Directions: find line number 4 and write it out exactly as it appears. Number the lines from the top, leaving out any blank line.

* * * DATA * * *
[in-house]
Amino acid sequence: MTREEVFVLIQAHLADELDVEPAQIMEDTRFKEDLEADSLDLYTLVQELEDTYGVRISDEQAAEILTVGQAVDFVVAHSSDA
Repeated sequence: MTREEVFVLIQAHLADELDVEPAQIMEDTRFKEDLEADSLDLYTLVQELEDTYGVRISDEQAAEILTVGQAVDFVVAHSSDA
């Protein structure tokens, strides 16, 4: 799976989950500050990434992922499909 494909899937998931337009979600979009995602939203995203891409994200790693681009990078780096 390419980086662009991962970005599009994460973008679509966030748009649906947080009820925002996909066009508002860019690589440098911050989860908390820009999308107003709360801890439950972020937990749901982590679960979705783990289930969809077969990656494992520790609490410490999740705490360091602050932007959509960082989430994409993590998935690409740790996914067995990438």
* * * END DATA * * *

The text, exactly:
């Protein structure tokens, strides 16, 4: 799976989950500050990434992922499909 494909899937998931337009979600979009995602939203995203891409994200790693681009990078780096 390419980086662009991962970005599009994460973008679509966030748009649906947080009820925002996909066009508002860019690589440098911050989860908390820009999308107003709360801890439950972020937990749901982590679960979705783990289930969809077969990656494992520790609490410490999740705490360091602050932007959509960082989430994409993590998935690409740790996914067995990438």